Prosecutors in Harris County are seeking changes in laws regarding drivers who leave the scene of an accident in the Houston area, a city that sees millions of drivers. If they succeed, points and jail time could be the result for people who don't wait.
District Attorney Patricia Lykos and Assistant District Attorney Scott Durfee are calling for sanctions via the state legislature that would up the fines and penalties, currently the equivalent of a traffic ticket for collisions causing less than $200 in damage and a misdemeanor for more flagrant instances.
"The driver causes bodily injury with a deadly weapon (a vehicle) and thereafter intentionally chooses to leave the victim dead or bleeding on the side of the road," they wrote in an opinion piece in the Houston Chronicle. "The punishment for such conduct should reflect the callous indifference to humanity exhibited by such drivers. It currently does not."
Further analysis by the paper found that hit-and-run accidents had been responsible for 100 deaths in Harris County in the past three years.
Part of the prospect of increasing the penalties is to get drivers who might consider fleeing the scene of an accident out of fear into defensive driving courses where they would be able to find out the penalties of their actions. Lykos and Durfee add that "hard cases" are unlikely to change without harsher penalties.
However, the overwhelming majority of drivers don't want to harm anyone else on the road; they may however be frightened of the effects of a mistake they made.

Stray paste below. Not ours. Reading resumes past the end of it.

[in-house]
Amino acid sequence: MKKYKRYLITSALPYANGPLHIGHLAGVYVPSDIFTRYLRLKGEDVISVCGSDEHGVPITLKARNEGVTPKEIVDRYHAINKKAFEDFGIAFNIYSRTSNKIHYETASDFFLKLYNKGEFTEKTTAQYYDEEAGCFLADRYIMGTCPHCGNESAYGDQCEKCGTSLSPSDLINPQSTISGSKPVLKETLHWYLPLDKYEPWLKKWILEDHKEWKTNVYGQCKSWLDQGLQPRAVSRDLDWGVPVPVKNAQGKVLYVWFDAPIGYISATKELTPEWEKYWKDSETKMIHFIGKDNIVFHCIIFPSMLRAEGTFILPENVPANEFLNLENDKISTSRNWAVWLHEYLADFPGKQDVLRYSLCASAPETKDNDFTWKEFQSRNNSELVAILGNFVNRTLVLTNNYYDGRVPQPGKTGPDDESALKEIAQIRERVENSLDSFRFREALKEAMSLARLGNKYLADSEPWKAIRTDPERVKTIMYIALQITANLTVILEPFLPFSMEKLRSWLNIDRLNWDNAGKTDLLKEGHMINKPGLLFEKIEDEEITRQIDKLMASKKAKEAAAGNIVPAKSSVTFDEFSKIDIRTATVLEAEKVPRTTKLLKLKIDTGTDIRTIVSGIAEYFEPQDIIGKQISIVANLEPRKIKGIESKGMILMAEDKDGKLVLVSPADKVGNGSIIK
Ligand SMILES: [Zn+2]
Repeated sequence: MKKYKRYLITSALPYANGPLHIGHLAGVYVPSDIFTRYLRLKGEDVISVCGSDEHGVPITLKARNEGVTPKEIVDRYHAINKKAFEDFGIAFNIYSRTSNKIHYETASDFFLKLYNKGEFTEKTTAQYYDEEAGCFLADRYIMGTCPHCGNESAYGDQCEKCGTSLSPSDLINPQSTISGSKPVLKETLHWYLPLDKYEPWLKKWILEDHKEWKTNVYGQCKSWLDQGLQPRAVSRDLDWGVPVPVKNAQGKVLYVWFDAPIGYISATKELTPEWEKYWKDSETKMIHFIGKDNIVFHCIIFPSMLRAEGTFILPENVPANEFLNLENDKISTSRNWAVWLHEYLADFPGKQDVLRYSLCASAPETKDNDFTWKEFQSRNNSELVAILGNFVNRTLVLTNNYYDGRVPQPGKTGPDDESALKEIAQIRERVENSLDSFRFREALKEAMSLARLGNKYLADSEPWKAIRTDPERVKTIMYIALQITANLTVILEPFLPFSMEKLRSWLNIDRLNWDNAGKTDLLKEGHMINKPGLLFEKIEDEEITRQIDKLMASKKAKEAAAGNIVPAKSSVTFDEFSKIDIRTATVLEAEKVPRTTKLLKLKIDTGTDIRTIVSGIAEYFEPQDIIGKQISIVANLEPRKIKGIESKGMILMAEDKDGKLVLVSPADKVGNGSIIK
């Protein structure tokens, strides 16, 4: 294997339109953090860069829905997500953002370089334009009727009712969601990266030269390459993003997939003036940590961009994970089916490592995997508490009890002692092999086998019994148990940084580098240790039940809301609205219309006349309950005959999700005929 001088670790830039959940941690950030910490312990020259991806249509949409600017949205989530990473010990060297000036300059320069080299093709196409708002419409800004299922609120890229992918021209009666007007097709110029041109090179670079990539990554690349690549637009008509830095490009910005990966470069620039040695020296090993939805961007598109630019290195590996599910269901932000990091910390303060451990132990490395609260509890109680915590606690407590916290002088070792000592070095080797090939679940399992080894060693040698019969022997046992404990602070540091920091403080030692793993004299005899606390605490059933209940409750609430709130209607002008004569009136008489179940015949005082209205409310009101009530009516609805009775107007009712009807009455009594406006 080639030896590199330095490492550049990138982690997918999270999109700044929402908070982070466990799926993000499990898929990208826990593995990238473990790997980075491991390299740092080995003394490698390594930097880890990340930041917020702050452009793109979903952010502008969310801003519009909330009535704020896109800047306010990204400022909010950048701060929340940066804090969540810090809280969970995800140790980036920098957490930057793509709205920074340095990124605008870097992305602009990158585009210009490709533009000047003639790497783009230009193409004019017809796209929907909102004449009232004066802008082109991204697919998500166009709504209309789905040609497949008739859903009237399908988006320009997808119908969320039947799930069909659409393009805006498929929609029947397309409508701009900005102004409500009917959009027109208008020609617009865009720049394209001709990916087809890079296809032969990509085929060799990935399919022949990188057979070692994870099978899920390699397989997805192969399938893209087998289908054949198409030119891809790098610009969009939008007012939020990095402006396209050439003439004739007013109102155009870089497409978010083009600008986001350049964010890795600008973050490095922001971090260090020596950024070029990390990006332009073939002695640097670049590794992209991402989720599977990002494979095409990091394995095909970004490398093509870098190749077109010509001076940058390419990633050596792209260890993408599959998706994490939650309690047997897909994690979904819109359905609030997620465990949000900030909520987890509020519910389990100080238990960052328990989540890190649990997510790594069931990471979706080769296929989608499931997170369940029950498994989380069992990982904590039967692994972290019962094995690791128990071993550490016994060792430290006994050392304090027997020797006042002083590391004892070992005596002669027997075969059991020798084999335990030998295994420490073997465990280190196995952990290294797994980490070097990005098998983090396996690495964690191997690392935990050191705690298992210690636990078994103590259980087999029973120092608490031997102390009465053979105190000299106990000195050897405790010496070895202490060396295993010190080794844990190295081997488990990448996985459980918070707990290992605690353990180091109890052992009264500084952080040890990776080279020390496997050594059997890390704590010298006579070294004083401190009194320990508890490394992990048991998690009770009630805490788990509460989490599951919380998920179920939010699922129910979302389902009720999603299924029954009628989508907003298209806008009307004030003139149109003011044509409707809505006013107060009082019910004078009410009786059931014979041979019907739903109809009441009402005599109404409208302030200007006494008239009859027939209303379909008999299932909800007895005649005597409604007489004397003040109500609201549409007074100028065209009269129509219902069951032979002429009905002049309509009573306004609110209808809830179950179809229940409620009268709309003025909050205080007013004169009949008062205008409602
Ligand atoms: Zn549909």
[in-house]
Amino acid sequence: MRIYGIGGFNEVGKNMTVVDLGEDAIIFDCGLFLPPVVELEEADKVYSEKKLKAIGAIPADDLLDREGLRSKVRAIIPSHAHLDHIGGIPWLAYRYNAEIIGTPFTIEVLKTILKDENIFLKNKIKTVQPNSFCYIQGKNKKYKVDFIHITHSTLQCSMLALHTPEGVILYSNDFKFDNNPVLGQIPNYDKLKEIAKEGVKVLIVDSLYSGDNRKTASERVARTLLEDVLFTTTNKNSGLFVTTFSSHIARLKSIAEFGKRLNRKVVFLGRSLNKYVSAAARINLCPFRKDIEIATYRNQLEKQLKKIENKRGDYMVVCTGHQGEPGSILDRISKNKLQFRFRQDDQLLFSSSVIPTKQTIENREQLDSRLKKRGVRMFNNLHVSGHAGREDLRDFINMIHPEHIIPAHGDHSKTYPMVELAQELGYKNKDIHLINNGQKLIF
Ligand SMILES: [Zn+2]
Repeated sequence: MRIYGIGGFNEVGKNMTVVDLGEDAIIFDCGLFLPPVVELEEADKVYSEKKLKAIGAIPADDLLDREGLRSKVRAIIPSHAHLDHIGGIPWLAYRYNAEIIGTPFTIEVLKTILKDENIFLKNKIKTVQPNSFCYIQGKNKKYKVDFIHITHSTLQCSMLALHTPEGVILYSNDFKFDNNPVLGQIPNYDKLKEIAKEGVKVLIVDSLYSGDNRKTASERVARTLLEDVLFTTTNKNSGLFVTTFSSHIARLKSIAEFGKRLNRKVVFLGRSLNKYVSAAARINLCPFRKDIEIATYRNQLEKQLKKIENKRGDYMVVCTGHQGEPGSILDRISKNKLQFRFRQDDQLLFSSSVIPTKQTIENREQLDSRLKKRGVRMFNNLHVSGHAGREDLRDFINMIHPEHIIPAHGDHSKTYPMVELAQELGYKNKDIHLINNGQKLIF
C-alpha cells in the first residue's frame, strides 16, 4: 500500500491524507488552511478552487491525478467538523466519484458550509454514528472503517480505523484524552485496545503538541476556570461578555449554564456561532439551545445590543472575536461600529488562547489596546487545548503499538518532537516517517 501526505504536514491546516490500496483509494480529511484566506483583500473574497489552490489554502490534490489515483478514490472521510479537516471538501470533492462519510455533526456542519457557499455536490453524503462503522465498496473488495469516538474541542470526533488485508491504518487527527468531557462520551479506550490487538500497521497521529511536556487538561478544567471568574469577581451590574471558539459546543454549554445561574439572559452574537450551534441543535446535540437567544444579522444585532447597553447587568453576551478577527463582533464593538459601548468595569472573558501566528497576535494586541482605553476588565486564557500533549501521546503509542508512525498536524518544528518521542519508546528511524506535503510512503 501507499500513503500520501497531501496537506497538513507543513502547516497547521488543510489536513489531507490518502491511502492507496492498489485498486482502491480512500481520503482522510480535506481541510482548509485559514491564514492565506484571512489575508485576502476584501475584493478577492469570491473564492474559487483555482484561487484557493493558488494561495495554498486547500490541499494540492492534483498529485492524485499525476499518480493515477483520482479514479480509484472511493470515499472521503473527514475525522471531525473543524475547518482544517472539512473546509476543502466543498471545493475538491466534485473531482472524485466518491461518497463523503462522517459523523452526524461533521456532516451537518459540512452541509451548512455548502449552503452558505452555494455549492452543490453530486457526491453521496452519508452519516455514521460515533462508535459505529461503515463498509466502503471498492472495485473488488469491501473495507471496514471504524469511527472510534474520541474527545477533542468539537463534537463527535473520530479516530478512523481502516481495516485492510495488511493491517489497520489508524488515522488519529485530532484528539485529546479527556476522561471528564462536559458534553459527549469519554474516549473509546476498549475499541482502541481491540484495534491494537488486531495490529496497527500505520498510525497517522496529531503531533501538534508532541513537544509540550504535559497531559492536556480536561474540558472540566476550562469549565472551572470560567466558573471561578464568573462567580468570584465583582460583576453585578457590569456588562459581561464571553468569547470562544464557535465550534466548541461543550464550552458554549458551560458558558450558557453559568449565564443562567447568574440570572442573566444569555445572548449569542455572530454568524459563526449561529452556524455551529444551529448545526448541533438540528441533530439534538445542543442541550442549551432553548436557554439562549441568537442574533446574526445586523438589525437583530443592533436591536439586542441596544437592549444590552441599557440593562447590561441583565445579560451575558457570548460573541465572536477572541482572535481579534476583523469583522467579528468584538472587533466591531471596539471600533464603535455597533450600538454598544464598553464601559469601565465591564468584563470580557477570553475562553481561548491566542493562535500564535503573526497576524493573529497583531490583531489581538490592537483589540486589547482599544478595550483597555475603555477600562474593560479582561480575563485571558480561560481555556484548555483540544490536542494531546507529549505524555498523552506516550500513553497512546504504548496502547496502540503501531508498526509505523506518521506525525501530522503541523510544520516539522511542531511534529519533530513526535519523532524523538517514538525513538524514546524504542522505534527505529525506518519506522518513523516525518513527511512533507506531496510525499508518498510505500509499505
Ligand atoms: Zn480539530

Limiting the number of people who make the mistake is a goal that is being reached through a lot of different methods. Some are using Texas online defensive driving schools
to make the pitch to help others out. But as the NBC affiliate in Dallas-Fort Worth is showing, the media can play a role, too.
They recently ran a piece on Tia Mosely, a woman who was struck while on the shoulder of I-35. Police offered a tipline to help people who may have an idea of what happened to Ms. Mosely. Lubbock TV stations have done the same, with KCBD calling for a man who allegedly caused injuries in a hit-and-run to three family members.
New legislation would likely reduce the number of people who choose, by fear or lack of feeling, to leave the scene of an accident, but the attention the practice is gaining in Texas media outlets may not eradicate it completely.
Practicing defensive driving
is a key to staying safe on the roads, but while Texans may be advocates for personal responsibility, they can also do wonders by keeping a notepad or something similar on hand. If you see a car cause an accident and can get the plate number, consider pulling over and calling 911. You might provide some relief to the family of people who may be injured, and give police the chance to ascertain the driver's guilt.